The Obama administration today approved the second trial involving the use of human embryonic-derived stem cells on patients despite significant problems in animal studies.
Advanced Cell Technology, a cloning and stem cell research firm, received approval from the Food and Drug Administration to use derivatives of embryonic stem cells in patients with Stargardt disease, a rare eye disease than can lead to blindness.
The approval for the California firm to move forward comes one month after the FDA approved a request from Geron Corporation to try embryonic-like cells in patients with spinal cord injuries.
The new trials will also involve healthy scavenger cells, created in a laboratory from human embryonic stem cells but that are not embryonic stem cells. Embryonic stem cells still can’t be used because they cause significant problems such as tumor formation and are rejected by the immune system when injected into animals in studies.
ACT indicates 12 patients will receive the treatments.
“We’re also hoping to see some improvement in visual acuity, but that’s a bonus,” said Dr. Robert Lanza, ACT’s chief scientific officer.
Dr. David Prentice, a former Indiana State University biology professor who is a fellow at the Family Research Council, emailed LifeNews.com in response to the news.
“Few details are available at this point, although Robert Lanza, ACT’s chief scientist, has said that this series of experiments could begin after the first of the year,” he said. “[The study] will include up to 12 patients and will test the safety of injecting cells into one of the patient’s eyes, with increasing doses of cells on successive patients. He also hopes to see some results within six weeks of injecting a patient’s eye.”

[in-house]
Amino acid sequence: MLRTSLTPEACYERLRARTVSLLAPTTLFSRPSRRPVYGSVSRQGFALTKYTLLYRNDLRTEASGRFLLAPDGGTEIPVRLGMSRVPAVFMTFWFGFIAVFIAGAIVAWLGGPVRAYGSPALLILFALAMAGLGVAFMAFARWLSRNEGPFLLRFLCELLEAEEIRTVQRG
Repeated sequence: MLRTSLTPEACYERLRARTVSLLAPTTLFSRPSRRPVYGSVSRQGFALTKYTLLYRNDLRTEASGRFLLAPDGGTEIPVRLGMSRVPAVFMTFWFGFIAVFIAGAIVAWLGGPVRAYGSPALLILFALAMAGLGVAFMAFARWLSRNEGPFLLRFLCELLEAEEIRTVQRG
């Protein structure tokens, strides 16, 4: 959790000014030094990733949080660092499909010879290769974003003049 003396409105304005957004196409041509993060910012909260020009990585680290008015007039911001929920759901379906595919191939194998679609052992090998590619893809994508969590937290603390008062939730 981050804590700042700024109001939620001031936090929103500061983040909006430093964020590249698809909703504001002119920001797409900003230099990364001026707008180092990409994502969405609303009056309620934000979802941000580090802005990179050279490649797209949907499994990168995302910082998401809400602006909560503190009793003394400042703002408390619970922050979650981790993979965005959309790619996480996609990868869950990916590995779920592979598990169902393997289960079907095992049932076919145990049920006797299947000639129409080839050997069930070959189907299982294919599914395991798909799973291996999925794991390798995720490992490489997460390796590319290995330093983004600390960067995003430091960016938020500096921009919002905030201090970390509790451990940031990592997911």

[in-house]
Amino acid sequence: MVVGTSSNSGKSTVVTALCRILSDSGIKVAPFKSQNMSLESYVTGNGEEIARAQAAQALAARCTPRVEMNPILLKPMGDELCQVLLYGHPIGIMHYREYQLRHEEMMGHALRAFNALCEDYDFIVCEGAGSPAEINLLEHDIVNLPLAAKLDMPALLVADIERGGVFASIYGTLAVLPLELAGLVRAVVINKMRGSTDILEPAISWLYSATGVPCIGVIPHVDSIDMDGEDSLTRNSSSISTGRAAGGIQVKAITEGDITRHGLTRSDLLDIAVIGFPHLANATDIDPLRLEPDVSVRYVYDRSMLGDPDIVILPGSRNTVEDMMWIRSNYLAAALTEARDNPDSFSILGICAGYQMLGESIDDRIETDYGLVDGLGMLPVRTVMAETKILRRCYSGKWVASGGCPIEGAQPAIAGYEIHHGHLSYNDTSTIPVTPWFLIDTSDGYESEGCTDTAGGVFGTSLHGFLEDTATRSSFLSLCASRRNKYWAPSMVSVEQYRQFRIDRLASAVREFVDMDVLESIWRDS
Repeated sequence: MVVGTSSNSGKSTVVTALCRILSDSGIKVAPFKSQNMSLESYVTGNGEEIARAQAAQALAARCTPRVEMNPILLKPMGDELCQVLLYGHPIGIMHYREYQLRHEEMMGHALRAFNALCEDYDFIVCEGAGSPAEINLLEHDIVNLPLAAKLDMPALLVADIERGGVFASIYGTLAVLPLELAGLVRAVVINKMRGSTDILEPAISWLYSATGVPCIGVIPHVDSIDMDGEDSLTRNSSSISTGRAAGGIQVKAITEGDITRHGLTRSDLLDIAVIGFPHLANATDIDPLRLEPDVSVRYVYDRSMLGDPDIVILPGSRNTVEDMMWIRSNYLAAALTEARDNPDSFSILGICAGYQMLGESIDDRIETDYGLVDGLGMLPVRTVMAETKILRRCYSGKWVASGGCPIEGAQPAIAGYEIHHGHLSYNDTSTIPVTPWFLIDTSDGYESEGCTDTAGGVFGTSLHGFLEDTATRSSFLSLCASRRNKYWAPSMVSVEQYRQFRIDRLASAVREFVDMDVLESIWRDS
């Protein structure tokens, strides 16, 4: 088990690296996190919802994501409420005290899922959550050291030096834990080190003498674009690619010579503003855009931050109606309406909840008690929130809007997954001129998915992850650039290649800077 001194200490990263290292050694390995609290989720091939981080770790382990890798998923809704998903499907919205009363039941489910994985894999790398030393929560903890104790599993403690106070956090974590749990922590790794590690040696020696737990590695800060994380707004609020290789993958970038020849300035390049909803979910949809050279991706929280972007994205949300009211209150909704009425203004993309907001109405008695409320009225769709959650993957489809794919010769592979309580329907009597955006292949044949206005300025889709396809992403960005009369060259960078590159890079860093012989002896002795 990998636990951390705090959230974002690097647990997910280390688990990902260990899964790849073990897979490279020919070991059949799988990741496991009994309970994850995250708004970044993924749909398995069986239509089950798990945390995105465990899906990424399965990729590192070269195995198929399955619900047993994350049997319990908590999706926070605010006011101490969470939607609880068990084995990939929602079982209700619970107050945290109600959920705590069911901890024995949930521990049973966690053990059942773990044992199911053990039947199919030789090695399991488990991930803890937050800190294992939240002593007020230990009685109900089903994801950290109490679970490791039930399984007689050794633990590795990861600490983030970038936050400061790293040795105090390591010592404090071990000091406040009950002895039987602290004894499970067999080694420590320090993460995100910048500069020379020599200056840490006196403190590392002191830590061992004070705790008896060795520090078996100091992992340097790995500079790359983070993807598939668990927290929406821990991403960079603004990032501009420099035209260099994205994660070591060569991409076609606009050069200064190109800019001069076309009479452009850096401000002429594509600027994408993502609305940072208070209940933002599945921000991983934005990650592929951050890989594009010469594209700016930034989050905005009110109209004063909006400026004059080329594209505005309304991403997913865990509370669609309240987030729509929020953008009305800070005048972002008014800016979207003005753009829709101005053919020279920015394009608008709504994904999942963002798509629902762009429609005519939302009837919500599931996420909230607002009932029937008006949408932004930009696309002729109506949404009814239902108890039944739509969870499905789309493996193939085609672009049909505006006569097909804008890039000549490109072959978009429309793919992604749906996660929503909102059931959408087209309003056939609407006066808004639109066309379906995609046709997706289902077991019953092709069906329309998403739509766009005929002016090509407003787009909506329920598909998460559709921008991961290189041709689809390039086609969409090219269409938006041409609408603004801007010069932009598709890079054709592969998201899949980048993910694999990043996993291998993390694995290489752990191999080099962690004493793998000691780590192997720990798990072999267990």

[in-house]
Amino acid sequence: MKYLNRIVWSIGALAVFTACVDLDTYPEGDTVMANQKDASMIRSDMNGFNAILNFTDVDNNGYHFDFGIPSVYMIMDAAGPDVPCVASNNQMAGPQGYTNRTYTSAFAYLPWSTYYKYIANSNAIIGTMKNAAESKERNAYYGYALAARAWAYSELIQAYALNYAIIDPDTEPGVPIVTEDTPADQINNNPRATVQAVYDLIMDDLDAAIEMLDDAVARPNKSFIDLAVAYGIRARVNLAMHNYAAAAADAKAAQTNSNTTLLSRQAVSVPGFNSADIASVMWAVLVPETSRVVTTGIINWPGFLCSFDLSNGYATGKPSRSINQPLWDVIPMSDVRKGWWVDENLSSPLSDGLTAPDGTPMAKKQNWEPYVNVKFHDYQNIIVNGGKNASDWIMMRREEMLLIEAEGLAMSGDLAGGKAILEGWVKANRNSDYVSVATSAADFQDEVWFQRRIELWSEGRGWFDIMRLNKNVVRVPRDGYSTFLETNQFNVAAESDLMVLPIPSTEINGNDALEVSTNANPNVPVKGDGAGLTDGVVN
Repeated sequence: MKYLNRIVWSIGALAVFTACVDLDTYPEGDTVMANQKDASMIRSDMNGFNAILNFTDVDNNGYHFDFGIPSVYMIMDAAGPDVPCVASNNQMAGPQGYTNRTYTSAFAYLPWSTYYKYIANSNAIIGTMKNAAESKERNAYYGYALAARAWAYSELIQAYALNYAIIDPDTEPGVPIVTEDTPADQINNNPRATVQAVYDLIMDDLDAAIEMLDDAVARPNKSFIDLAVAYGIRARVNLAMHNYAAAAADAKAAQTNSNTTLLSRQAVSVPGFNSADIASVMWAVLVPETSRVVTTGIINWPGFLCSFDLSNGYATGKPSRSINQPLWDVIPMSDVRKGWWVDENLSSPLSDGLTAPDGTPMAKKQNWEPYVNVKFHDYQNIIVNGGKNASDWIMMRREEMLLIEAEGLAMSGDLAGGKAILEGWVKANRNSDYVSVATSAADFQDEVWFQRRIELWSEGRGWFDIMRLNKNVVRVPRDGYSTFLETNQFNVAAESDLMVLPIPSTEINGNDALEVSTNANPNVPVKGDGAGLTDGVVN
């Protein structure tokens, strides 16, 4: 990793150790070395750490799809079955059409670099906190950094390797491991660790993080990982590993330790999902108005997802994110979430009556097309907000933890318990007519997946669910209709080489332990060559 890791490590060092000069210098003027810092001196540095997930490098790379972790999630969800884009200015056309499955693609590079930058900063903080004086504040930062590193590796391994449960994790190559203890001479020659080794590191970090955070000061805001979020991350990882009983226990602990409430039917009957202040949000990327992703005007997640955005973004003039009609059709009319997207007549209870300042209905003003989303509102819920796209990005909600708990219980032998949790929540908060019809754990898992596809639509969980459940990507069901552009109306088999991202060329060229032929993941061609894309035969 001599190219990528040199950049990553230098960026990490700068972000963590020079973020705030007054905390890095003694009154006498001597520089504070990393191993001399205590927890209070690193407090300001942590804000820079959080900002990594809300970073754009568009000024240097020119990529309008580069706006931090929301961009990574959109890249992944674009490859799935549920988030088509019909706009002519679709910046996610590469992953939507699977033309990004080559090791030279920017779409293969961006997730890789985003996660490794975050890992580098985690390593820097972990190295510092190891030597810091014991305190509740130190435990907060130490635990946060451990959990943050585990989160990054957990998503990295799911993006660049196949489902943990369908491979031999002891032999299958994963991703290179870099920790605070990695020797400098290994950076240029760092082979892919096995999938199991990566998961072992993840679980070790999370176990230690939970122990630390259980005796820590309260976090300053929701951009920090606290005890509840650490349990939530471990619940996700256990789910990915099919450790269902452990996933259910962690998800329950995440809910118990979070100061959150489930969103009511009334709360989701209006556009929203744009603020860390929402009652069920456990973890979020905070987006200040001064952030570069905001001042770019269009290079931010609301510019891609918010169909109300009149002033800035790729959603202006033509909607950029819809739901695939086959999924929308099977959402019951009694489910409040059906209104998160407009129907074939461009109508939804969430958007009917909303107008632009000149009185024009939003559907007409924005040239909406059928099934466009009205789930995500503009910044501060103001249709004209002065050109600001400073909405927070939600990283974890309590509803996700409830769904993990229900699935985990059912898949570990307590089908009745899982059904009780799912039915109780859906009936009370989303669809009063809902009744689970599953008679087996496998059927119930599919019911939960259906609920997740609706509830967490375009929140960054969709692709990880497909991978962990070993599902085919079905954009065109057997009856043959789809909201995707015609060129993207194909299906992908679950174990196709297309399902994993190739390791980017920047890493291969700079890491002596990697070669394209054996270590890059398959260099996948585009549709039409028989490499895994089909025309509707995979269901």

Prentice said the embryonic stem cell derivatives are not necessarily safe for patients.
“Of course, one big concern regarding safety is the distinct possibility of tumor formation by embryonic stem cells, since that is their real forte,” he said. “No details are available on whether ACT did large animal studies, purity of their experimental cell preparation, or how well the cells retain differentiation versus growing.”
Contrary to media reports about the Geron study, Prentice explained that Geron is not injecting growing embryonic stem cells into a patient. They inject cells made from embryonic stem cells; in this case cells called “oligodendrocyte progenitors.”
“Oligodendrocytes form a sheath around nerve fibers, like insulation. The injected ESC-derived cells are progenitors or precursors, only partly specialized; theoretically the cells will grow, migrate and specialize around the spinal cord, creating a sheath around nerves and also perhaps secreting nerve growth factors to enhance nerve survival,” he explained.
“From the total of two published rat studies on which the human experiment is based, Geron already knows that their ESC-derived cells will not work on chronic spinal cord injury; patients must be recruited and injected within the first 14 days after their injuries. They also know that the patient must be juiced with immunosuppressive drugs, so that the injected cells are not rejected by the immune system, since they are foreign to the body,” he said.
Despite the overwhelming success of adult stem cells for patients, few have heard the good news, Prentice says.
“Adult Stem Cells have already shown published scientific evidence documenting effective treatment for spinal cord injury,” he said.
“That peer-reviewed evidence includes not only safety but also improvement of chronic spinal cord injuries, including in patients up to 15 years after their injury,” he added.